Meat prices could go up with new FDA antibiotics plan - KWWL - Eastern Iowa Breaking News, Weather, Closings

Meat prices could go up with new FDA antibiotics plan


Food safety is at the heart of a crackdown by the U.S. Food and Drug Administration on what it's calling unnecessary antibiotic use in livestock.

The FDA's goal is to help reduce the creation and spread of antibiotic-resistant superbugs that could infect livestock or humans.

Most antibiotics livestock producers use are to stop the spread of disease in their herds and flocks. However, some antibiotics farmers use as a growth-promoter, to get more meat from each animal or reduce the amount of feed needed.

It's that use of antibiotics as a growth-promoter the FDA is trying to curb.

Dubuque County hog and cattle farmer Wayne Demmer said he only uses antibiotics on his animals when one is sick.

"We always follow the label," he said Thursday on his farm. "We do it to the veterinarian's recommendations and...not any more than we have to. We try to, like always, we do not want to overuse."

He said he's aware other farmers use antibiotics as a growth-promoter and said banning that practice may have an impact on meat prices, since the cost of corn to feed the animals has been so high the last few years.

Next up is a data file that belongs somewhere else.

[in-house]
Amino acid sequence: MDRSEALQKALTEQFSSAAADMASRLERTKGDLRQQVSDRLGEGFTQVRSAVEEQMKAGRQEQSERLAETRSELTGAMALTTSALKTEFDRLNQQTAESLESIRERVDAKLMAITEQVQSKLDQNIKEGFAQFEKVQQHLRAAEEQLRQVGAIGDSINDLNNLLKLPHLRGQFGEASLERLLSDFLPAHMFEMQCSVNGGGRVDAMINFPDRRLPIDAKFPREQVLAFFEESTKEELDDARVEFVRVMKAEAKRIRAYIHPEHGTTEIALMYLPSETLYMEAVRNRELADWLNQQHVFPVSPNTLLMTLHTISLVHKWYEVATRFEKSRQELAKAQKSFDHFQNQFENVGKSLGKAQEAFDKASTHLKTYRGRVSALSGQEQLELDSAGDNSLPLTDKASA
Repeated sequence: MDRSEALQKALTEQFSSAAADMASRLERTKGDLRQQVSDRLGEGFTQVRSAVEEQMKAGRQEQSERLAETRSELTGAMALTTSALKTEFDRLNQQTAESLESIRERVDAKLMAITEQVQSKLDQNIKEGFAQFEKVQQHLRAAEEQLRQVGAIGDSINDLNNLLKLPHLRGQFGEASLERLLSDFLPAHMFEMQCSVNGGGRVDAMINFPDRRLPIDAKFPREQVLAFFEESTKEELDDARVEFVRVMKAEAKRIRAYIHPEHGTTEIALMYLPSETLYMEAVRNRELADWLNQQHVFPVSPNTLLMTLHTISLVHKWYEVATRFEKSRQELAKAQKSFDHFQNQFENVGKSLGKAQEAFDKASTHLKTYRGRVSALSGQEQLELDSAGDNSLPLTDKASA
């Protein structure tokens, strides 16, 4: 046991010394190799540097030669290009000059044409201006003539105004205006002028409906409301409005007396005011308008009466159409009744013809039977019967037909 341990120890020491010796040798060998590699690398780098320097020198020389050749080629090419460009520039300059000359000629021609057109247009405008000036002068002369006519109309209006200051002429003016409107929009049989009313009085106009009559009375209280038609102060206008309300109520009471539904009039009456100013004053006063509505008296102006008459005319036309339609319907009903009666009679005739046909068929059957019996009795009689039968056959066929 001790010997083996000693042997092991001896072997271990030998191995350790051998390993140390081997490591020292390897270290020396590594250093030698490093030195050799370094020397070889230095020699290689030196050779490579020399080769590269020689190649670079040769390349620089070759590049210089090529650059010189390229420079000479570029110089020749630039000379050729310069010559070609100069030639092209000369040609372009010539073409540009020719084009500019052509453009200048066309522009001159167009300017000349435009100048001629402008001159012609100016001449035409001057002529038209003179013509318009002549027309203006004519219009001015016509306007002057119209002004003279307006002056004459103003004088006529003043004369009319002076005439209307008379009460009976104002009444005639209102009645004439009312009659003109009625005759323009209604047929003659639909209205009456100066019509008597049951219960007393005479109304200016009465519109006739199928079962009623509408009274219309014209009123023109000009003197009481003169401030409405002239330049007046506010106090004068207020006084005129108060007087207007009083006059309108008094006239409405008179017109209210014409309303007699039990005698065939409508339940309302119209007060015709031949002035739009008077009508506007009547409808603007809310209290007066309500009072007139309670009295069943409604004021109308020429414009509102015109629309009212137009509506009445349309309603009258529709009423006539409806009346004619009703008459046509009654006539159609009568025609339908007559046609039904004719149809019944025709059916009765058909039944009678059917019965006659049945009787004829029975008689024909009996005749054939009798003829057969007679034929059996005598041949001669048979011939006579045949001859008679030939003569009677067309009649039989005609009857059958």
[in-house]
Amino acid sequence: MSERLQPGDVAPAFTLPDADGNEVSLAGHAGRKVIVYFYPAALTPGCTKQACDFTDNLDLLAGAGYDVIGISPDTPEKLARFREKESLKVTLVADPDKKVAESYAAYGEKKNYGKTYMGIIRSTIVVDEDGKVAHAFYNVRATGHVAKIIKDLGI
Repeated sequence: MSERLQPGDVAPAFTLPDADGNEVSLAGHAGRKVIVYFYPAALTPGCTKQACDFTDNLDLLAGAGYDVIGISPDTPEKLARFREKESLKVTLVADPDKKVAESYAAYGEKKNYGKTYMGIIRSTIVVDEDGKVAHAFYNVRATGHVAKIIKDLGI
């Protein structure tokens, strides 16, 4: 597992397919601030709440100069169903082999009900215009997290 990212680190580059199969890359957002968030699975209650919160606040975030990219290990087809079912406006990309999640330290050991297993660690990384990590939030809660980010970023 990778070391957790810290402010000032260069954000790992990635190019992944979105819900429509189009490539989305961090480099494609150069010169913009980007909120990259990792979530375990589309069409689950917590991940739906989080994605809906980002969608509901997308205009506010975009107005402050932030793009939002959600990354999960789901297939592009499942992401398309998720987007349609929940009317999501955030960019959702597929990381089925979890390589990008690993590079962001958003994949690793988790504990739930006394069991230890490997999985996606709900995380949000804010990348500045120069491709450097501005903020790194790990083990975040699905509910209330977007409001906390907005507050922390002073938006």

"If we want to regulate growth promotion, it's going to have to go up because if a farmer is going to feed more expensive feed and not get the efficiency-- I mean, and that's what growth-promoting has done. It's an efficiency," Demmer said.

Currently, many farmers can get antibiotics at their local feed store. However, the FDA's new plan would require a veterinarian's prescription to access the medicine, ensuring a farmer would only be using antibiotics when medically necessary for an animal.

Demmer said he believes if American farmers are going to be held to high standards, the meat should be labeled accordingly.

"If you go into a store, you know it's American-grown, American-raised by whatever rules and regulations the FDA's set," Demmer said. "We do not watch what comes in from other countries. A lot of these products have been taken away from us, still used in foreign countries in their crops and their livestock, and that comes back to this country."

Craig Recker is a Dubuque County cattle farmer, who said he hasn't seen widespread use of antibiotics as a growth promoter in some 20 years, though there are other, non-antibiotic growth promoters that are more commonly used. When it comes to antibiotic use, he said, cattle farmers these days are relying on preventative medicine, vaccinating the calves to avoid costly antibiotics later.

The FDA is working with animal pharmaceutical companies to take growth promotion and feed efficiency off the list of "medically important" reasons for antibiotic use. The drug manufacturers have three months to tell the FDA whether they'll make the recommended changes and then three years to make the changes. The FDA stresses the antibiotic plan is voluntary.

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